By Dana Maccorquodale
I have a secret. On my first 30 mile run, in the sweltering heat of White House, TN, I had an encounter with the “Third Man”. It not only changed my view of training and racing, but it changed my life bringing me peace, joy and a love of training that cannot be quelled by my aging body. It drives me to push my body further and faster than ever. Only when you are at the precipice of disaster, the very edge of your capabilities as a human, will you encounter this most powerful presence. The Third Man Syndrome is very real for me.
I always began my very long runs (26+ miles) very early in the morning to escape the sweltering heat of Eastern TN. Out the door by 4am, wearing a Camelback and carrying 2 hand held water bottles. My headlamp and iPod would be my only company for the next 5-6 hours.
I ran loops on my long runs for safety and I knew all the water stops along the way. In case of emergency, I would be easy to find.
This run started out like most others; I was staying hydrated, maintaining my pace, ingesting plenty of calories and electrolytes to fuel my run and keep me moving. The miles began to slowly click away as the sun began to rise. I could feel the heat building. After 15 years in Hawaii, the humidity of TN was a shock to my system, however, I felt pretty good on that run for a long time. Of course, as every ultra athlete knows, you have moments when you feel like crap and you have moments of exhilaration and elation. You remember that those moments will pass and just keep running, don’t stop. I am a big proponent of not stopping as it trains you to run tired, to run through exhaustion. For me, once I stop and walk, it becomes too easy to stop and walk again. My solution, just keep running.
Part of my route was on the road and part was on a pretty secluded trail. The trail was my refuge from the blistering sun, a change in scenery to ease the mental monotony. I had my mom meet me at mile 25, for my last trail loop followed by a 1.5 mile run on the road. She refilled my fluids then left me to finish.
As I turned onto the trail, I was feeling pretty good; I was hot, I was tired, but this is when I like training the most. Five miles left. I like the challenge and welcome the pain, I embrace it. It’s a little over a 5k loop on the trail. As I was running, I began to not feel well— becoming light headed, nauseous yet continuing to run, trying to shake the feeling that something wasn’t right. A little further down the trail, I began to get frightened about my mental state. I was getting confused, disoriented, and slowly began to realize that I no longer knew where I was. Yes, I had run this trail countless times, I was not lost, my mental state had deteriorated so much that I was not able to discern reality from fantasy. My body was beginning to fail me and I was not in control of my mental faculties.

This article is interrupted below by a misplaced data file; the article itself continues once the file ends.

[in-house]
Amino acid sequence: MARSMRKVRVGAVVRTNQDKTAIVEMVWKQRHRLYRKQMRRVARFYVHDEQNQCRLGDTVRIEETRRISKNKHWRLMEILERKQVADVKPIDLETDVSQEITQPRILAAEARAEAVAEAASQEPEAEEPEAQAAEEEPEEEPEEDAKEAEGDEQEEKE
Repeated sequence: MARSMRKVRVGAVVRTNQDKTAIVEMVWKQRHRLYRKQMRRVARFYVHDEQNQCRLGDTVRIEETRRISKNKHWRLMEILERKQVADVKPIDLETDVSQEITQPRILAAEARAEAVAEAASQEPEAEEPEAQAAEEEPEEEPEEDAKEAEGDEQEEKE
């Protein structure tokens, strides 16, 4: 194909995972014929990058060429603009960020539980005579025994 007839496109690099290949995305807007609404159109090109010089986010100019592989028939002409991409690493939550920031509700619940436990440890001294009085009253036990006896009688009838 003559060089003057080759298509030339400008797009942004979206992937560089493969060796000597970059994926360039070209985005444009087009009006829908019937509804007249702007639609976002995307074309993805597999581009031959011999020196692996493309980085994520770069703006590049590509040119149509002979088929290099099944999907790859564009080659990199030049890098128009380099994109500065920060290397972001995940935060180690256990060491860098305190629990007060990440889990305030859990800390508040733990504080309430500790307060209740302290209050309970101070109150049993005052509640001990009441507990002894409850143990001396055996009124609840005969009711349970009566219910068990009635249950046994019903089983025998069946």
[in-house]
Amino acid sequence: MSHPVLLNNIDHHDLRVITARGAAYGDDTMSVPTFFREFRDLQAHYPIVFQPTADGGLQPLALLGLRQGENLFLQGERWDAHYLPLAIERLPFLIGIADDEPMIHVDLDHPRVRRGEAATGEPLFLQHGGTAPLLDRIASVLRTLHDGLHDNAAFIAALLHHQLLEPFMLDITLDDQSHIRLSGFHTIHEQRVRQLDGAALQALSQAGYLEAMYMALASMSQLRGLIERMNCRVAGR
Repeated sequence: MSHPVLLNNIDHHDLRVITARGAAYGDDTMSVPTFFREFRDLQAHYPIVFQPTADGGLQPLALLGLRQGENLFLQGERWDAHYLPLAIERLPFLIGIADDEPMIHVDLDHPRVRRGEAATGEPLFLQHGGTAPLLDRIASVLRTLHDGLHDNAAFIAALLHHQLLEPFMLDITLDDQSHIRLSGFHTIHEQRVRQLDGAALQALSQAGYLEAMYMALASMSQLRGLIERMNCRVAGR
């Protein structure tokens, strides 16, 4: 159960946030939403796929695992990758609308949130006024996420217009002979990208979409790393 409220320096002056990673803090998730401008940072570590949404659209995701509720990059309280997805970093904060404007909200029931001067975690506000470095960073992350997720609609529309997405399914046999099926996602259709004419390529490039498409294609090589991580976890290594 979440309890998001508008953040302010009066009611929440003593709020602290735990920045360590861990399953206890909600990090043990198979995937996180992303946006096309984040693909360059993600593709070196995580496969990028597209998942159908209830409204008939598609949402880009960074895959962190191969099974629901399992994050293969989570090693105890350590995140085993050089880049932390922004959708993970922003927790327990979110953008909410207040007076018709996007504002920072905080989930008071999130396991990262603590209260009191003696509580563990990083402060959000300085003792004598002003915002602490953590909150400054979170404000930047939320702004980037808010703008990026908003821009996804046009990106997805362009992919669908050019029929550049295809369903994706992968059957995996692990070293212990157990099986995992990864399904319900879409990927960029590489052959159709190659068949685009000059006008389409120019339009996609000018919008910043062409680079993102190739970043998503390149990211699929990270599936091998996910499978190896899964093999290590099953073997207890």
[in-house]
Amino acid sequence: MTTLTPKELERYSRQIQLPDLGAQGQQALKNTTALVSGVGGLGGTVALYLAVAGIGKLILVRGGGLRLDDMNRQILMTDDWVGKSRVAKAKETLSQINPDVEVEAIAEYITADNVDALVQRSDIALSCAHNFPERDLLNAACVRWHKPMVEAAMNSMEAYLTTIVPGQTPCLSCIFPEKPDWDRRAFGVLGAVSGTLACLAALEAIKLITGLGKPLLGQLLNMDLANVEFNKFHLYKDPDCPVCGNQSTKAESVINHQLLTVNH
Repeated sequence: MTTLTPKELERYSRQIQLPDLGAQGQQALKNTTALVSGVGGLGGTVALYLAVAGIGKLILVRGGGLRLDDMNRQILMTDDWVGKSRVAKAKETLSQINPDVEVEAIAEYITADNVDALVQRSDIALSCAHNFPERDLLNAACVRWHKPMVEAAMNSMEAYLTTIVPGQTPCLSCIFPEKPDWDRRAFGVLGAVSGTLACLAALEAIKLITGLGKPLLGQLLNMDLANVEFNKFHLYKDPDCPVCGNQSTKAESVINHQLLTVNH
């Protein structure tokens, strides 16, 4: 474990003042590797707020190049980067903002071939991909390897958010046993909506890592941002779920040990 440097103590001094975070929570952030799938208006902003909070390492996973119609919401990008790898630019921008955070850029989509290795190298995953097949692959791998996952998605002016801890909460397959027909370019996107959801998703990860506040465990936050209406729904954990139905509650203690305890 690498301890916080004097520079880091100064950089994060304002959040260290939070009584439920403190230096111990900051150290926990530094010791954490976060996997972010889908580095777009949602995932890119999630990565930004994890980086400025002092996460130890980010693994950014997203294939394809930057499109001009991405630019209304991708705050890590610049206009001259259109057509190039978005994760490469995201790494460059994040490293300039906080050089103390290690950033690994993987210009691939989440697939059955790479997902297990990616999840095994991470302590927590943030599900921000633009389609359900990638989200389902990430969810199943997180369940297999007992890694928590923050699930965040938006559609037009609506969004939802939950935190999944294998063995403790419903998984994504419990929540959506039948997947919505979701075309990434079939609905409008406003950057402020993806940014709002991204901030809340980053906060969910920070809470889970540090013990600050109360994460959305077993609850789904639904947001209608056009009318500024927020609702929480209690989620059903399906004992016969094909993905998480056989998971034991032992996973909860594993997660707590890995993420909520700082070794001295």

At this point I was ready to give up, to lie down on the side of that trail and not get back up. I was physically incapable of taking another step.
It was also at this exact moment, I realized I was no longer alone. Fear left me, pain left me, I felt a moment of pure bliss, unadulterated happiness, and a calm overtake me that I have only felt once. I was being moved along by a power greater than myself. Although I felt the presence of another person, they were unseen but I was not alone. It was a spiritual awakening, the likes of which I have never known. This was real. There was a force at play I will never fully understand. My Third Man stayed with me until I made the turn back to my house; just long enough to lead me to safety and I was able to run home on my own power.
I told three people about my experience. Every one thought I was nuts saying I was hallucinating from dehydration. But I wasn’t.
There is a small group of ultra athletes who have had this experience along with thousands of others. The common thread is that they are all on the brink of total disaster. Climbers on Mt. Everest, men lost at sea, Ernest Shackleton and his crew on their tragic trip to Antartica have all experienced the Third Man. He is real.
This is the first time telling people the real reason I love pushing my body so hard. I long for another experience with the Third Man. I have been chasing him since 2010 and as long as my body allows it, I will continue to push harder & further in my quest to meet him again.
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Dana MacCorquodale is the Head Masters & Open Water Swim Coach at TIDE Swimming in Virginia Beach. She is also a top 10% Ironman Finisher, marathon open water swimmer & ultra runner.